Friday, August 22, 2008

5 Ways I'd Change the NHL

Greg Wyshynski over at Yahoo has started a series in August where he has asked a bunch of prominent people how they would change the NHL. Piggy backing off that idea, I figured I would throw my two cents into the ring.

1. Eliminate the overtime point. The NHL is the only league with an overtime point. This point made sense when games were ending in ties because each team got a point. Now, with the addition of the shootout and the lack of ties, we reward losing as long as the team fought a good fight. This point muddles the standings and makes games relatively uninteresting when it comes down to the last five minutes of a game. With both teams playing defensive to try an save a point, the game just starts to be a waiting game rather than an actual game. Also, it does not help fans analyze playoff scenarios with the complication of that extra point.

2. Don't change the number of teams. Many people have talked about adding a few teams in the past few years and others have talked about getting rid of the struggling ones. The league has a good number of teams in it. It can't expand right now because the talent just is not there for it. Most teams would have a full line of AHL'ers as their fourth line if the league expanded by two. Contraction won't work for the league either because it looks terrible. Only starting franchises have to contract teams and start dispersal drafts not established ones. The league may be able to expand if the talent pool started to grow some more and every team was making a good profit. Until that point, there is no need to add more teams into the mix.

3. Eliminate the instigator and puck over the glass rules. These two rule changes were implemented after the lockout to try and open the game up some more. In the case of the instigator rule, it was to curb the amount of fighting in the league and the delay of game caused by a player sending the puck over the glass was to decrease stoppages. Both are useless. In the case of the instigator rule, it has created more low brow shots by players knowing that they would not have to own up to their actions. This creates another paradox in that now cheap shots lead to other cheap shots, not fights, creating more injuries and putting players in greater harm than they would be if there was a fight. With the delay of game the league believes that more people will watch a game if the score was higher. Therefore the tempo of the game needs to always continue and with a defender not being able to stop the play by sending the puck over the glass it would create more scoring chances. This never really happened. Most times the puck ends up over the glass on a careless play rather than an intentional one.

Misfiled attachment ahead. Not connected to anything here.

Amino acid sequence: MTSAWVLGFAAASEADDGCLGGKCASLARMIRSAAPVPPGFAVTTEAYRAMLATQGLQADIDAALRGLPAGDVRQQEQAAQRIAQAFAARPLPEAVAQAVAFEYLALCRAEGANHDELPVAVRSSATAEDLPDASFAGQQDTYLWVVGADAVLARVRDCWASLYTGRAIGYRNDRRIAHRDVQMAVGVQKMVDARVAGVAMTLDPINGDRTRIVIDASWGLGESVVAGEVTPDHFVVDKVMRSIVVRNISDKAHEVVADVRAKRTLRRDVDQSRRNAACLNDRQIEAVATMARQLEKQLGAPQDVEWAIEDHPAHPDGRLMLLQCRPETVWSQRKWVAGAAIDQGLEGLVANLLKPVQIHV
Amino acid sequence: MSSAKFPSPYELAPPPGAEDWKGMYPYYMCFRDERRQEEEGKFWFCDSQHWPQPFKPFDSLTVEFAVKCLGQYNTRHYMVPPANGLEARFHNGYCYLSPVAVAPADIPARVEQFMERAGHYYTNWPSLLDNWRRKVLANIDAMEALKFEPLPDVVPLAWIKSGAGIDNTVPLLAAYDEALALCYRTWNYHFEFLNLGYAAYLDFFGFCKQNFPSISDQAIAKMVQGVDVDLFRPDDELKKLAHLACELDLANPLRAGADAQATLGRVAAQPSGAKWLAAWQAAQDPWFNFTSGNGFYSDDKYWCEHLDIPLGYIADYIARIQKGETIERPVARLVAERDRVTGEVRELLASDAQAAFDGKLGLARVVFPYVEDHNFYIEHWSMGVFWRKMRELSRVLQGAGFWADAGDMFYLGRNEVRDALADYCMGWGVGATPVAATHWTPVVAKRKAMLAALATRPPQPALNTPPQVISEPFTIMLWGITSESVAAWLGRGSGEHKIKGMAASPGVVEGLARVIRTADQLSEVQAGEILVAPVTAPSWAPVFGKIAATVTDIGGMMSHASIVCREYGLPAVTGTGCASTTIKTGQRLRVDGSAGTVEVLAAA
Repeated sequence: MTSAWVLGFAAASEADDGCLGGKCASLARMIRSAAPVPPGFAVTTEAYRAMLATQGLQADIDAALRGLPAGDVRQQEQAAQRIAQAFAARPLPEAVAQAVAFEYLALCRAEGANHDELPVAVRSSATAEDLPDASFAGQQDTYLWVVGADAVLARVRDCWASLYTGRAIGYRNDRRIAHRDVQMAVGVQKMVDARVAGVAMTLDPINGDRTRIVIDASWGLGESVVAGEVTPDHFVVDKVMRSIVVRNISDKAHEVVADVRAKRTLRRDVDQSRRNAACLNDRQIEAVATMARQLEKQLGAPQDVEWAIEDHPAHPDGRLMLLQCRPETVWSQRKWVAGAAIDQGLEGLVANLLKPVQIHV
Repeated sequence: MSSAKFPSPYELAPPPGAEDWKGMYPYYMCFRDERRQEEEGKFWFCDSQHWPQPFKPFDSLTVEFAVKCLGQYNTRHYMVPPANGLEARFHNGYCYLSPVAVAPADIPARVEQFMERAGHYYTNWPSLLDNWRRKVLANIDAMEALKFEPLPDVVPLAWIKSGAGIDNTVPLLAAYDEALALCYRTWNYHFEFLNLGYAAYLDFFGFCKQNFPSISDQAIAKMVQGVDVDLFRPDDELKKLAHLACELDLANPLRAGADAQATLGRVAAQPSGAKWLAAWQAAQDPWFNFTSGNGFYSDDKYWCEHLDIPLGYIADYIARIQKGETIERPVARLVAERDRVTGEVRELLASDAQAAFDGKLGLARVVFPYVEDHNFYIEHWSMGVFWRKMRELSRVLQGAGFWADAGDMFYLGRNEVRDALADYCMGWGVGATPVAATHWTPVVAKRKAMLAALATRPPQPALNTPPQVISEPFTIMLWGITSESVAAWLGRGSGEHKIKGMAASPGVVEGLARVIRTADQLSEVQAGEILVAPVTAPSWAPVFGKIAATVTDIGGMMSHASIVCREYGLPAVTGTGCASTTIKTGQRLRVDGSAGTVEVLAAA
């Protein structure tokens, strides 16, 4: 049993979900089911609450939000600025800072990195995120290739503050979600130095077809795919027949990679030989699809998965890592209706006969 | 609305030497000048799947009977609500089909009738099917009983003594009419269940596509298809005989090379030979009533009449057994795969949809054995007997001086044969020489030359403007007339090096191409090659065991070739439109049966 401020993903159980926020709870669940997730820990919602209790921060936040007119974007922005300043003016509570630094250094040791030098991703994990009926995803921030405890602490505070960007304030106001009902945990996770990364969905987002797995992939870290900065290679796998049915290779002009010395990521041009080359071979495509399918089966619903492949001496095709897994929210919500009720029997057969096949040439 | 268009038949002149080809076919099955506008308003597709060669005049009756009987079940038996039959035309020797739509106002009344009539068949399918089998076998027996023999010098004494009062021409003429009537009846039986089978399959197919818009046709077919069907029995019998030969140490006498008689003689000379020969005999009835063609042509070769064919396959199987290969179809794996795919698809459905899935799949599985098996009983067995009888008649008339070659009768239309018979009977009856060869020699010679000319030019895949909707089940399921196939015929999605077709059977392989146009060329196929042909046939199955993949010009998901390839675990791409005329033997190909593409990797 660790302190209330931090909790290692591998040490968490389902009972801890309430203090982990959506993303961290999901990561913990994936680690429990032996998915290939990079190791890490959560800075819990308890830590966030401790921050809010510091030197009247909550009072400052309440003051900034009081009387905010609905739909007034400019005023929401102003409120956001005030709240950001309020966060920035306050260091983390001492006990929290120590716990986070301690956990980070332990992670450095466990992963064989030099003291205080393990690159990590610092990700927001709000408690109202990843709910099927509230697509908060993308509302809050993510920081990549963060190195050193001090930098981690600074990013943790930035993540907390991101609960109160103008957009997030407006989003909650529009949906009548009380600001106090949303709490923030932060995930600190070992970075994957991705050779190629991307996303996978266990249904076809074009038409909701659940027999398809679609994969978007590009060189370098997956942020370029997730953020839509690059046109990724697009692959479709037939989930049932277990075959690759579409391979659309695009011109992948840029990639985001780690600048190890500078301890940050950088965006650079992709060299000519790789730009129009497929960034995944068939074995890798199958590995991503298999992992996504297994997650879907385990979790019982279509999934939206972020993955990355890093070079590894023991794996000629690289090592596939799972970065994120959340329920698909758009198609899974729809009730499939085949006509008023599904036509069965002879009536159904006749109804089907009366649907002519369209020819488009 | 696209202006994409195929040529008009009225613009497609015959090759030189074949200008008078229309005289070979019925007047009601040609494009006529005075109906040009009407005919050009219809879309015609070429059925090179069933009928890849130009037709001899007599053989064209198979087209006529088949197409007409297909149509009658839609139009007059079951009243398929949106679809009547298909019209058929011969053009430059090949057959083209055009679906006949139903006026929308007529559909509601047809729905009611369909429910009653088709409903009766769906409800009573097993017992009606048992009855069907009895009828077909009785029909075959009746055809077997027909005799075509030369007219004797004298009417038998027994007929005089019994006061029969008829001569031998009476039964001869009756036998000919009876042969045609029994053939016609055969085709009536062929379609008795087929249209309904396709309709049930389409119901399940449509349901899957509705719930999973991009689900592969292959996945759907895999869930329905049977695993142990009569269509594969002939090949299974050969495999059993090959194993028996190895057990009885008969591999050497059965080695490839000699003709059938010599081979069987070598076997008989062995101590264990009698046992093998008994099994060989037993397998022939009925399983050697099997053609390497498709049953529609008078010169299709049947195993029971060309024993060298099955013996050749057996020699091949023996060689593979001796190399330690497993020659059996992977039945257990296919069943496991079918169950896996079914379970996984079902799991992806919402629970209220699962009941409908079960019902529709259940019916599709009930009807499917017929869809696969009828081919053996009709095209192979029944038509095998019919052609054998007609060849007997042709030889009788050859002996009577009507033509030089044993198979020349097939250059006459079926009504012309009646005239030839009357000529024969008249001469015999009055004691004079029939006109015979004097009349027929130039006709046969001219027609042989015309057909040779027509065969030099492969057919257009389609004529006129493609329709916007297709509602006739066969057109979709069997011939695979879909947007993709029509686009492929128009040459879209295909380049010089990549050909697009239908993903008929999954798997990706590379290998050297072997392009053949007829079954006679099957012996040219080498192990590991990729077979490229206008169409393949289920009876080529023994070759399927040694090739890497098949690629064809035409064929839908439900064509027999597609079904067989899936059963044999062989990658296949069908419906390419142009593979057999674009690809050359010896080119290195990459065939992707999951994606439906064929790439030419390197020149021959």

4. Cater to the serious fan instead of the casual fan. NASCAR may be falling into this problem as well. The NHL tries to expand its fan base by catering to the needs of the casual fan. They believe that a high-scoring game will draw in more fans because apparently all fans like to see scoring. What the league ignores is the fact that trying to cater to the casual fan alienates the serious fan or the original fan. The original fan knows how the game is played and likes to see a good game, whether the score is 2-1 or 6-5. Serious fans bring in the casual fan because of their fanaticism. Word of mouth in this case is the most powerful tool and if the more people feel alienated the less they speak highly of the league.

5. Fire Gary Bettman. Enough said.

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